5. How many “confidential aides” will be hired? Who will they report to? Presumably, each “confidential aide” will get a computer, a cell phone, a place to sit, health insurance, pension benefits, and maybe other perqs. What will be the all-in cost of each? Will a Civil Service employee be eliminated for each “confidential aide” hired?
  6. Did the budget passed in the Spring 2018 contain provisions for these new Departments and Directors?

I worked hard to get this Mayor (and most of you) elected. I recognize that many good things happened in the City during the administration up to now. I am very disappointed that the Mayor abandoned his open, transparent, good government platform as soon as he got cover from the County Party. He has, unfortunately, invited citizens who value public policy to distrust his administration. I will not stop questioning and I expect you to question as well

Mary Burgwinkle, 1785 Sleepy Hollow Lane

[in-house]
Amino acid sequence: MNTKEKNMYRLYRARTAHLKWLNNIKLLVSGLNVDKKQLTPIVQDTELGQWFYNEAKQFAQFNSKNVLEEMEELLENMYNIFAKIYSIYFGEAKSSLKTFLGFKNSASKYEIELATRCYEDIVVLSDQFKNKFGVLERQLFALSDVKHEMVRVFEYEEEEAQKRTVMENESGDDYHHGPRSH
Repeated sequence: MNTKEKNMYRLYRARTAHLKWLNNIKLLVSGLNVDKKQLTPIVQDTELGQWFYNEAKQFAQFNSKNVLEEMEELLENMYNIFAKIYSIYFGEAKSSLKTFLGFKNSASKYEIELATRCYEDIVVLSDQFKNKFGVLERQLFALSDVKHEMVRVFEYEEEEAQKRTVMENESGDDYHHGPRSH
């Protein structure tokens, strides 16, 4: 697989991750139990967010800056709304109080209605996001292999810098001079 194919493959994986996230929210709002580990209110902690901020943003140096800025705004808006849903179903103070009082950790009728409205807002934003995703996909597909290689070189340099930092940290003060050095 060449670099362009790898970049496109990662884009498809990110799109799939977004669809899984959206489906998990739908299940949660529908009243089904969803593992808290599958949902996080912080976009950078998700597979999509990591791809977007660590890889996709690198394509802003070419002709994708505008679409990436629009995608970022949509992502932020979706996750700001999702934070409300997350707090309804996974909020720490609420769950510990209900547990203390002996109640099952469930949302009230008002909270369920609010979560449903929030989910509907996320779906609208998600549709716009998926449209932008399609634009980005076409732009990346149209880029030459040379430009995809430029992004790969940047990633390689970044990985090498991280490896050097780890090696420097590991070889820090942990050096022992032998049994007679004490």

One thought on “City Charter Topic – Guest Blog Post

  1. Alan Goldstein August 13, 2018 / 8:28 am

    ” I am very disappointed that the Mayor abandoned his open, transparent, good government platform as soon as he got cover from the County Party.”

    That’s patently wrong. The mayor abandoned it all long before becoming mayor. That’s what happens all too often with professional politicians who are, moreover, professional municipal employees at the same time. I can think of a few instances: the financial scam between the City and PMUA regarding the Inter Local Agreement dating to 1998 (coincident to Mapp’s joining the City Council); voting in favor of an illegal job training contract tied to Obama’s stimulus; voting for two PMUA appointees whose immediate mission it seems was to upset an ongoing arbitration that cost ratepayers a cool $1 million; reopening the floodgates to vendor supplied campaign loot; taking illegal foreign money for his 2013 mayoral campaign (see Barbados Tourism Office); taking prohibited campaign contributions from vendors in the City and PMUA; attempting to lay-off the Planning Division; the North Avenue Demolition with its 180-pages of smoking obfuscation and deceit (what should have cost about $200K turns into over $500K after a botched job and a very questionable procurement process); and suggesting to a constituent at a BOE reorg meeting that she go around the Zoning Officer to a flunky who would be more accommodating.